And I’ve had the party, even if I broke my promise of inviting you. I suppose I was worried I’d run out of Irn-Bru. I now feel all partied out. What’s more, the ‘dining room’ is gone. Not to a better place, either. But we’re hoping its replacement will be a better place, if and when it happens. We had Jekubs to begin with, which made me very nostalgic for The Bromeliad. The Jekubs dug trenches, of which there are still remains. And there is mud. It’s not quite war, though.

House build

We could make it an al fresco Christmas, I suppose.

Wintersmith

After my recent close encounter with Steeleye Span, which made me feel so guilty, I decided the least I could do was give the Resident IT Consultant the CD on which they collaborated with Terry Pratchett.

Steeleye Span, Wintersmith

When we first met I he introduced me to the music of Steeleye Span. I had heard of them, but never really listened to their stuff. I soon found that the Resident IT Consultant’s taste in music wasn’t as totally hopeless as I perhaps had expected, and I listened to quite a bit of Steeleye Span for some years.

But then I slowly moved on to other kinds of music and haven’t listened as much to Steeleye Span in recent years.

It was the Resident IT Consultant who introduced me to Terry’s books as well. Or rather, when I realised there was this much talked about author I might want to find out more about, it turned out we already had one or two paperbacks on the shelves, and I was able to educate myself.

So here I am, listening to the Resident IT Consultant’s birthday present. Maybe I should let him have a go as well.

After that unexpected live performance at the Barbican for Terry’s memorial, I felt they had got ‘rockier.’ Maybe not. I suspect it’s more the difference between live – and loud – music on stage, and how it sounds on your system at home. Maddy Prior sings as beautifully as ever.

I especially liked hearing Terry’s voice on The Good Witch. It felt as if he was talking directly to me.

There’s always one

Bathroom visit in the early hours, a few weeks ago. Barely awake, I noticed an annoying beeping sound. I thought about it. ‘Hmm, it’s rather like when smoke detectors try to tell you they are hungry,’ I said to myself. ‘If we had one.’ It seemed odd that I could hear the neighbours’ one.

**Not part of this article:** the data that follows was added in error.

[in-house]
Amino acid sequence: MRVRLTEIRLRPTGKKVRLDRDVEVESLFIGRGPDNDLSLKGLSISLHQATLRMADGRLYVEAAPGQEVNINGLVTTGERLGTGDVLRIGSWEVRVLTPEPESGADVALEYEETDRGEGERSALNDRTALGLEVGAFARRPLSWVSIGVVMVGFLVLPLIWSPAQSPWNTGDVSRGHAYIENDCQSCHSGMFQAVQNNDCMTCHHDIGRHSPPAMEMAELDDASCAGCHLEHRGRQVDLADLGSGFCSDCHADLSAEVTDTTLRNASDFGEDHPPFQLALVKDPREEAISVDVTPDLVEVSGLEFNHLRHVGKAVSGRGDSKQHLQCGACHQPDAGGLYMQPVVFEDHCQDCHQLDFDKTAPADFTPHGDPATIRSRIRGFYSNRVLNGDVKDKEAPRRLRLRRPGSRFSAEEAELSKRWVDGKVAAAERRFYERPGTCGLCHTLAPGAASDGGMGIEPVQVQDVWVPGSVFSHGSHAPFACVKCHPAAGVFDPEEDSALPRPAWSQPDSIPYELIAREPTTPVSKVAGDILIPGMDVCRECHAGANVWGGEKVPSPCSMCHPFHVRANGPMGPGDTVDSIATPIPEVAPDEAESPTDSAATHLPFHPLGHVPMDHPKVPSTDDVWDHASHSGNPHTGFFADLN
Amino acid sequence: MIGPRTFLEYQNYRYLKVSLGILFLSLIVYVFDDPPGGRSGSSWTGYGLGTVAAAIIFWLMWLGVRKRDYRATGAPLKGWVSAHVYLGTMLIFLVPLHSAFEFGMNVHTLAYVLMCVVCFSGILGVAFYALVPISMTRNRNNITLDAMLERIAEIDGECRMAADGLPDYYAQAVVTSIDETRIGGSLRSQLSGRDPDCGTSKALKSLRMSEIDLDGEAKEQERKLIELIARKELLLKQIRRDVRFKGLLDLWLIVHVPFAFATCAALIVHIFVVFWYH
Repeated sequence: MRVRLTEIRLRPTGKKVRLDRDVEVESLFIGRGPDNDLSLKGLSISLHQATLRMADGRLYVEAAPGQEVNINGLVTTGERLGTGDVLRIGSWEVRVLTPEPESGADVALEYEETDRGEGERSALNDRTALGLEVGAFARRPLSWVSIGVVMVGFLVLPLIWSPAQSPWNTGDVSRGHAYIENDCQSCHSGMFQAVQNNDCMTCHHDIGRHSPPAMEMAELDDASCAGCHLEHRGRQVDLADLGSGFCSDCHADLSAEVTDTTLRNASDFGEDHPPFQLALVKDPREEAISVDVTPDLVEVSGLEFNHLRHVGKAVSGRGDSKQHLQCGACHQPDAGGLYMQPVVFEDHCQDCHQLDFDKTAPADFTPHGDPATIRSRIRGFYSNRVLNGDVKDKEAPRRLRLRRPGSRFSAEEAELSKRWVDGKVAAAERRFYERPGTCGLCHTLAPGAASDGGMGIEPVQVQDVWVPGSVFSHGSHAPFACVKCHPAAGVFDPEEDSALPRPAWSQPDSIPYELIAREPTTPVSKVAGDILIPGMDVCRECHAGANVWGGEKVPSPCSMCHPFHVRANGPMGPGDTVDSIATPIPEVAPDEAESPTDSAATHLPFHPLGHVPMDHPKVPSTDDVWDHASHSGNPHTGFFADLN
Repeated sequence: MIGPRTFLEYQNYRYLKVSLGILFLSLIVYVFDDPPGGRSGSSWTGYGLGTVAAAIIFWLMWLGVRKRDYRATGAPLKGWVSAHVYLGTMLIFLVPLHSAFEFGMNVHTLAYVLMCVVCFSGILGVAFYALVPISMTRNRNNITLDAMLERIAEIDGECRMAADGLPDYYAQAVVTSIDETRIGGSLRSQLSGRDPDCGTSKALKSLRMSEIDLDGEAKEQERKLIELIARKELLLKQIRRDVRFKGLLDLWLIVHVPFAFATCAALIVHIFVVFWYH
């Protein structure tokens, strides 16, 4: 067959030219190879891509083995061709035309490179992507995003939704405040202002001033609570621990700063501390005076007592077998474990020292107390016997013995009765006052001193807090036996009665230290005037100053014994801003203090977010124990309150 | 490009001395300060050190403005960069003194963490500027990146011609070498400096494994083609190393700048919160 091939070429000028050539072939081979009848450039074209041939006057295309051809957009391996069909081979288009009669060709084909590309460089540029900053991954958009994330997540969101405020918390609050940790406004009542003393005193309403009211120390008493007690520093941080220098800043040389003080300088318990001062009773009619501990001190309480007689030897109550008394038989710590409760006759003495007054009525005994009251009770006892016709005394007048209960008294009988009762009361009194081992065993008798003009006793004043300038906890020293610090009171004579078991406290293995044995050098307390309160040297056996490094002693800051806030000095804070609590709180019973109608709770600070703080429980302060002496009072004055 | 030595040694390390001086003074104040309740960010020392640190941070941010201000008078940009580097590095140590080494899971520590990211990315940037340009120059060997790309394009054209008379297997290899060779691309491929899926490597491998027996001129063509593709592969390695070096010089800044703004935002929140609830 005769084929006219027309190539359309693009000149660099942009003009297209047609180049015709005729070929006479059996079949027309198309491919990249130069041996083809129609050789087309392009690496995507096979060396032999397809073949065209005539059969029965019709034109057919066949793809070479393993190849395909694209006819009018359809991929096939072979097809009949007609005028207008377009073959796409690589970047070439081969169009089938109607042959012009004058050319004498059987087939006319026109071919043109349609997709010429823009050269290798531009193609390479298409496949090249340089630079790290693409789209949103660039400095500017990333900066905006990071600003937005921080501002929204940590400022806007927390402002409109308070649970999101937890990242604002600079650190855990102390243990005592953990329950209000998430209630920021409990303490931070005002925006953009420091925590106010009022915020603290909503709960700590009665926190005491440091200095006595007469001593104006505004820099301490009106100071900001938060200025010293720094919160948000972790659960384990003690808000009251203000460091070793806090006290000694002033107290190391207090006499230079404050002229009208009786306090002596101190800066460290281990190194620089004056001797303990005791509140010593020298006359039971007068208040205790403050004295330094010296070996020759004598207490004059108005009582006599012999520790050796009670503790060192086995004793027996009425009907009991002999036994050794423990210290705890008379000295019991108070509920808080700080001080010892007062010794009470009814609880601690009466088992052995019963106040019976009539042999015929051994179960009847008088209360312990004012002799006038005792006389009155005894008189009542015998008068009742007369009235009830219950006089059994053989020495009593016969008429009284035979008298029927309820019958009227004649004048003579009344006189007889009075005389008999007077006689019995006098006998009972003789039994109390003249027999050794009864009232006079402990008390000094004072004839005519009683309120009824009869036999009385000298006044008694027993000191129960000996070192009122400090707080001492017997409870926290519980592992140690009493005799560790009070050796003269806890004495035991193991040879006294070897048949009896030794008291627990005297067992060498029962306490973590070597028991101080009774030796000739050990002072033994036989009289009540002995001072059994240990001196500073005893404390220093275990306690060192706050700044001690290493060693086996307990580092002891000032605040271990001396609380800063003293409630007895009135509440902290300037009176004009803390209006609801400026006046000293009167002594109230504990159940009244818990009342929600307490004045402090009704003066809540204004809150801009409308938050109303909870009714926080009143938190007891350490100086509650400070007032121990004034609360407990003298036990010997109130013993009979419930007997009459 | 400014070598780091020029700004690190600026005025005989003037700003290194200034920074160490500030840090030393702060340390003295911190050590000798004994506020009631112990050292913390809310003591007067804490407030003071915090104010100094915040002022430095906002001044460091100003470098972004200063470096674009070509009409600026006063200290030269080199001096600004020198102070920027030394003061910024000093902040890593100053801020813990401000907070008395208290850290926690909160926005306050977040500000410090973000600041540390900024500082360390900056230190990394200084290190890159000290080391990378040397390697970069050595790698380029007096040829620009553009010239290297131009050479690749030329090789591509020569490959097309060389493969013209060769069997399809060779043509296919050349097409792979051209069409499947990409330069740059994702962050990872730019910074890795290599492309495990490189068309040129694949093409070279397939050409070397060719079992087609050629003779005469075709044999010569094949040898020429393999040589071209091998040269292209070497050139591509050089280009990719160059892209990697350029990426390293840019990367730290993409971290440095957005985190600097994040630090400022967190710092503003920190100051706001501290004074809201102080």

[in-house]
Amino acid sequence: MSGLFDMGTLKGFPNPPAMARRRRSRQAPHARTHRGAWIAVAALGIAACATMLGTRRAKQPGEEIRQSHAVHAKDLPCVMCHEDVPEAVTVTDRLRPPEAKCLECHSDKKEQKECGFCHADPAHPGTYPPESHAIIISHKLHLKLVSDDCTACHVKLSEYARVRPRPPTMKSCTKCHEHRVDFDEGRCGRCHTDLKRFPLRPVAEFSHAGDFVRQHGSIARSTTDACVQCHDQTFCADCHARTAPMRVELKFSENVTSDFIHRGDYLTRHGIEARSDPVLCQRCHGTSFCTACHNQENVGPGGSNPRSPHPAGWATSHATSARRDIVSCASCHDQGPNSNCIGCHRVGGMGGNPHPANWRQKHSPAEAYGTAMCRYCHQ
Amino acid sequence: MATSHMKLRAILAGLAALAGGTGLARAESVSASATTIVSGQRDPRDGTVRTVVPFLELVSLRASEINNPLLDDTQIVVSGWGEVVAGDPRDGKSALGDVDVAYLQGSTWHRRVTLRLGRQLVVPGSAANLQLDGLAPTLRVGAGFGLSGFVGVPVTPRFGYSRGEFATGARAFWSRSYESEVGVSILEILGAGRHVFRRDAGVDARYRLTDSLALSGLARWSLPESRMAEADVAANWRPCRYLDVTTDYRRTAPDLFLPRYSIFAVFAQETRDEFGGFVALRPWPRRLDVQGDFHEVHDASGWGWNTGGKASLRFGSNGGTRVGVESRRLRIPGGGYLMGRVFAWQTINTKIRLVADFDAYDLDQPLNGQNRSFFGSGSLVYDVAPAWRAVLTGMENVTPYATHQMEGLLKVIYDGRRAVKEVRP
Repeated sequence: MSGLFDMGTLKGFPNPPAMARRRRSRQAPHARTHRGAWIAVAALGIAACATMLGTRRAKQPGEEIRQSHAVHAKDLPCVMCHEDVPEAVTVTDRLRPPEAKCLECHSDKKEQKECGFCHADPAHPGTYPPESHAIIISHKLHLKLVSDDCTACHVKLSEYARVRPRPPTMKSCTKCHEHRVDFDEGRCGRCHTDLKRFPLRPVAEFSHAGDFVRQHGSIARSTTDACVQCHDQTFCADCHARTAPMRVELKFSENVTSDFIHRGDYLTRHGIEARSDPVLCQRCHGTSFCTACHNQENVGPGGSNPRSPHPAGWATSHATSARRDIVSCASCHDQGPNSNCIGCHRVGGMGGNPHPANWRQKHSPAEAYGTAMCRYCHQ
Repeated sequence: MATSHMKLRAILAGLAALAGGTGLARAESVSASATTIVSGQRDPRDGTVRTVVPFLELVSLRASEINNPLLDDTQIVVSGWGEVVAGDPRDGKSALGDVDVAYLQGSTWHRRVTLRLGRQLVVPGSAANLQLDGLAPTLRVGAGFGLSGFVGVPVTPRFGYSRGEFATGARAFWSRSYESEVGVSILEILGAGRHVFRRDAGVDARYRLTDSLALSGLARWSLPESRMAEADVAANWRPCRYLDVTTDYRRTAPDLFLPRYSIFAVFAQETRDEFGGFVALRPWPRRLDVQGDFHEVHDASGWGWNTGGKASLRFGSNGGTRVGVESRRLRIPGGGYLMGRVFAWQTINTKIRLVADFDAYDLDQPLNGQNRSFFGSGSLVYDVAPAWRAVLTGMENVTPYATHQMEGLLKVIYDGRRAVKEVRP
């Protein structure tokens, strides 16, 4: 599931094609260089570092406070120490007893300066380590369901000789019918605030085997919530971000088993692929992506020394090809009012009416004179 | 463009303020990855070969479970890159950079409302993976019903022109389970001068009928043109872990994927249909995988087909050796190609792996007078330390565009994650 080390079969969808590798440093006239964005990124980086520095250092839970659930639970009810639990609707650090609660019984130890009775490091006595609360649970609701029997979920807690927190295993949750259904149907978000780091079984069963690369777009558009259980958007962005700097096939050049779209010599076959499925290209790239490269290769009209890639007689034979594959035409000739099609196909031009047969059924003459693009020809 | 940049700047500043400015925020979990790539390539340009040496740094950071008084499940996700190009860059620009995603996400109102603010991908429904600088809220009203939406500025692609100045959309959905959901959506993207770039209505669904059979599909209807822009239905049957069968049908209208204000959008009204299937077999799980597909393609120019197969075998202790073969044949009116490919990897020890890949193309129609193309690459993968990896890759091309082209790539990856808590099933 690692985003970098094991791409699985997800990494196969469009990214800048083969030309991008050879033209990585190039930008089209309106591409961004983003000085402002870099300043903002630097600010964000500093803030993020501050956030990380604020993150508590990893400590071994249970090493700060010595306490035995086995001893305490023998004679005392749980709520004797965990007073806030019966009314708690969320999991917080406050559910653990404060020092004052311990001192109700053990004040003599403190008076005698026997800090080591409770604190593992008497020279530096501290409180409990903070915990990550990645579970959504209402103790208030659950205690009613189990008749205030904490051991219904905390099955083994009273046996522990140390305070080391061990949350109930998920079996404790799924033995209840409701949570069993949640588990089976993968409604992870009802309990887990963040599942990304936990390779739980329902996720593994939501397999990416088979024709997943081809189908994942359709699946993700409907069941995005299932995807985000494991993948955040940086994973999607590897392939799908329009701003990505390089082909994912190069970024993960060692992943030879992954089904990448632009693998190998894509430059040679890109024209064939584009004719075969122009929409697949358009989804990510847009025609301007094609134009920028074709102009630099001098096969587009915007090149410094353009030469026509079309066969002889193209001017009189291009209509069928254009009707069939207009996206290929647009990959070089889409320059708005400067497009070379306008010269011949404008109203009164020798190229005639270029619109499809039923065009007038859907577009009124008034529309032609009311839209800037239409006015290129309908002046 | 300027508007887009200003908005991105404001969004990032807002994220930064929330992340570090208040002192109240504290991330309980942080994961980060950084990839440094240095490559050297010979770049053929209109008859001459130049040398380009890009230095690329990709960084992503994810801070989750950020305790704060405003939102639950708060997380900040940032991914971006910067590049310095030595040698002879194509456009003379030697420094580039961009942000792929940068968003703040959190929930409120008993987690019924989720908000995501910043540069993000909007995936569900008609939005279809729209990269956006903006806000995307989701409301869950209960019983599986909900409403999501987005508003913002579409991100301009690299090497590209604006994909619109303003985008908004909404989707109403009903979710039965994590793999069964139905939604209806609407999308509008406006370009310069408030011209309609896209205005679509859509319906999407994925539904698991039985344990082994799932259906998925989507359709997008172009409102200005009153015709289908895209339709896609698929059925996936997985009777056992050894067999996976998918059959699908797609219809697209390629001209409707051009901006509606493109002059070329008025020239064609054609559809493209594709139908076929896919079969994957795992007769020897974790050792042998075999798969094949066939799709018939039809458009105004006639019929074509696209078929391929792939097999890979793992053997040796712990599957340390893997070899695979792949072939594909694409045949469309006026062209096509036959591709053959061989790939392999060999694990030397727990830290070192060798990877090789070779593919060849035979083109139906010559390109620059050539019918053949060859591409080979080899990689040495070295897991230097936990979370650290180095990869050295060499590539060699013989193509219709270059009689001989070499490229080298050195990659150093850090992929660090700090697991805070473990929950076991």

Exiting the bathroom, I discovered we did indeed have a smoke detector. And it went beep once a minute. I felt I couldn’t demand the Resident IT Consultant should pop out of bed to deal with it, so I tried to sleep a bit more despite the noise. Wasn’t easy, but I managed some. Woke up to find the beeping had stopped. Still informed the Resident IT Consultant about it (he’d heard nothing…) but I could tell he didn’t believe me.

What’s more, he wasn’t going to change the battery, because the smoke detectors are wired in. I suddenly remembered finding this out once before (when it had actually rung and scared the living daylights out of Daughter and me) and how stupid it all seemed. And then I had forgotten.

I was travelling to London the next morning, so wanted an early night, and contrary to other such well-intentioned evenings, I was ready to hop into bed at nine. ‘Beep!’

It was on again. Obviously having rested all day long it felt nice and fresh. This time the Resident IT Consultant couldn’t deny hearing it. Hah!

How was I going to sleep? He thought about it, googled how to do it, and then proposed climbing up there and removing it live, as it was too dark to see anything if he removed the lighting circuit fuse [to which it is wired] first. I thought about this and then said I wouldn’t allow it. After all, he was supposed to drive me to the airport the following morning and it’d be so inconvenient if he eloctrocuted himself just then. And I’m a bit fond of him, too.

After more thinking he decided to go ahead anyway. The dratted thing came off reasonably well, while obviously still beeping as it had a back-up battery. The Resident IT Consultant pulled the battery out and put it and the smoke detector side by side, rather like a chopped off limb.

‘Now you’ll stay quiet,’ he told it.

‘Beep.’

Yeah, you couldn’t make it up. There was a back-up back-up battery. ‘I’ll put it in the conservatory,’ I said. We could still hear it. I went out in my pyjamas and stuffed it in the garage instead, where it beeped away during the night.

But at least sleep was once again possible and the Resident IT Consultant was still alive and I made it to the airport, the London Book Fair, Terry Pratchett’s memorial and all that.

We now have a replacement pair of alarms, which [touch wood] shouldn’t be quite so hard to disable in the middle of the night.

Maybe.